The real “Marrakech Express” isn’t on rails

So… continuing tonight’s (it’s almost 9 pm here) 60s theme, the quote of the trip so far (which really doesn’t amount to too much, since she’s one of the few people I’ve had an actual conversation with so far) comes from Rosalie, a chatty ol’ lady in her late 60s on holiday from Cork, Ireland.

When I mentioned that I was looking forward to taking “The Marrakech Express,” as we looked down from the ancient Alcazaba onto the even more ancient Roman theater ruins (photo below) she laughed and said, “There’s no “express”! That was just (the reefer) talking.” 

The 2,000 year old Roman Teatro, and, hidden by trees, the sprawling El Pimpi restaurant

And, in fact, it’s not an express train. Guess we know now what those smoke rings Graham Nash was blowing from the corner of his mouth consisted of. 

I still like the song, even though I decided it’s far easier and much quicker to fly on Air Arabia from Fes to Marrakech. I doubt I’ll see any 5-foot blue ladies on the flight, but I’ll get there almost six hours faster.

And then I’ll blow smoke rings from the corner of my-my-my-my-my-my-my mouth on the terraza or veranda or whatever they call it in Morocco. 

I land in Tangier Saturday afternoon. Meanwhile, let’s let Graham have the last word, shall we?

The 60s come to Malaga

My legs hurt today after climbing the 1,500 meters up to the top of Castillo Gibralfaro yesterday to see the astounding views.

So after visiting the Picasso Museum and walking about the area for a couple hours before enjoying tapas on the Plaza, I found myself back in my rental applying Salonpas externally and a really nice Riojo Temperanillo internally.

Had enough of live streaming MSNBC this morning, so I was laying on the couch searching You Tube for music, and I came across this. A Spirit re-union in 1984.

Man, these guys weren’t phoning it in. Had me smiling and recalling a time too long gone.

Legs still hurt, but I didn’t mind so much.

Moving from on high to on the ground in Malaga

I just loved the AC Marriott Palacio Malaga for many reasons, not least of all the amazing views. Eighth floor balconys overlooking the water and the vibrant heart of a city tend to spoil you quickly. I lingered for an hour after check out Monday afternoon, savoring an appetizer and glass of wine on the Terraza as I stared out over the harbor.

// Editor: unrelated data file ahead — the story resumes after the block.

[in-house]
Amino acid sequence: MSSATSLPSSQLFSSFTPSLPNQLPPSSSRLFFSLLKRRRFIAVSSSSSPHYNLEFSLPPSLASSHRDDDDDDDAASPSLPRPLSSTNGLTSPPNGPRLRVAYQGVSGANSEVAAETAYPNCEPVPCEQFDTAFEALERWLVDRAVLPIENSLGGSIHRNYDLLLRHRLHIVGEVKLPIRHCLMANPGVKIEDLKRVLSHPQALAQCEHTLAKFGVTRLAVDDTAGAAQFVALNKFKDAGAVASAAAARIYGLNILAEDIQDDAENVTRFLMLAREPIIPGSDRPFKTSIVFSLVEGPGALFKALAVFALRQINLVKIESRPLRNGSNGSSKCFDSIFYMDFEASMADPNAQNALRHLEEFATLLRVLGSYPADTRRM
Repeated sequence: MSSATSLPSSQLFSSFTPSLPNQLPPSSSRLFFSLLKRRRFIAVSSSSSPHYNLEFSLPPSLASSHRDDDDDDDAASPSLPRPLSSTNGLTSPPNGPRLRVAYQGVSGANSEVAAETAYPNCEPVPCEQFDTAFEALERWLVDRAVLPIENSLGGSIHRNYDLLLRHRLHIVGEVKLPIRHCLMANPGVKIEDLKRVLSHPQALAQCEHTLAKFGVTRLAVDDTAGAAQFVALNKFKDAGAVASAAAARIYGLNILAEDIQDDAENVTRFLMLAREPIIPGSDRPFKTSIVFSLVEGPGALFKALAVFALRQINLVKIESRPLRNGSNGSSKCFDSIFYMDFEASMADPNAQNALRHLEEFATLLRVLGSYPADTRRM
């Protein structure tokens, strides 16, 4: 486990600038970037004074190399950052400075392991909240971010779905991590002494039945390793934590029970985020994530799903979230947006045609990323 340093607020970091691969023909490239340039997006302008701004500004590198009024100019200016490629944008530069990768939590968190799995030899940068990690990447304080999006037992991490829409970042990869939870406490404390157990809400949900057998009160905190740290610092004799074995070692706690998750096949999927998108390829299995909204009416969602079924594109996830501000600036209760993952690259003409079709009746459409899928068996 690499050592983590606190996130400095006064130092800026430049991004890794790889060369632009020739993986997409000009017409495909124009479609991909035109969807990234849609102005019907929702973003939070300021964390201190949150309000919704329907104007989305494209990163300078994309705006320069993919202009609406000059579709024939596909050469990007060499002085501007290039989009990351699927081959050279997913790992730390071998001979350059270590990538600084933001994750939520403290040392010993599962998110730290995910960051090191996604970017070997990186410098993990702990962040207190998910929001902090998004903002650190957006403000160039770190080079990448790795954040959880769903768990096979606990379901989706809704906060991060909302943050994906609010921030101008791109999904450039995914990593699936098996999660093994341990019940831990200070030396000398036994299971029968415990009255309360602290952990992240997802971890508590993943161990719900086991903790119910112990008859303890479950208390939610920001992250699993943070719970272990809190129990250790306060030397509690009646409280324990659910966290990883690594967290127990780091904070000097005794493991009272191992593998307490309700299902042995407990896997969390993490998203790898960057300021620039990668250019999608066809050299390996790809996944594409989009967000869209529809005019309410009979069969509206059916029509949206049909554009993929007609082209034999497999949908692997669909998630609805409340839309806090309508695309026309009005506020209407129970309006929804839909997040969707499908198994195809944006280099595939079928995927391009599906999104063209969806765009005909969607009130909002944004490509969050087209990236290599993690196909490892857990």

So I was also prepared for a letdown as I moved to a HomeStay rental studio apartment about four blocks away, even as I was looking forward to being “on the ground.”

And as things turned out, I landed a pretty damn nice location. The studio apartment itself doesn’t appear to be anything special, but it’s not bad inside for the cost. It’s not fancy, but quite comfortable, with everything I needed for the next five days.

What’s absolutely great is its location.

As in less than a block from the very popular Plaza Merced and it’s many restaurants, grocery, and other attractions. Three blocks up Calle de la Victoria to a laundermat.

Ok, it’s not the 8th floor looking out at the Malaga Harbor, but over yonder is the entrance to Plaza Merced and a wealth of restaurants, the Picasso museum and other attractions.

And up the paved hill to the entrance of the historic Castillo de Gibralfaro, which offers views of the city rivaling the Palacio hotel.

I need only step across the road outside my rental and there looming across the boulevard below is a section of the nearly 1,000 year old Castillo de Gibralfaro.

Simply walk out the front door and thought the security gate, and you’re in the center of much of what makes Malaga special.

One side of the amazing Plaza Merced a block away from my rental. Nearly a dozen restaurants grace this side of the plaza, and another 15 to 20 ring the two other sides. Thousands of people stroll about or sit about eating and lounging every day. The yellow building with green shutters on the left houses the Picasso Foundation.

I could live here. I won’t, of course. But I really could. This place is worth learning Spanish for.


Flock of Seagulls

My iPhone camera doesn’t do it justice, but this gives a hint of the beautiful spectacle to be seen from the Terraza from time to time throughout the afternoon and into the evening.

Hundreds of seagulls soaring about on the currents. This shot not only doesn’t capture the detail well, it only shows about a third of the seagulls.

And you thought they were just a 60s art band.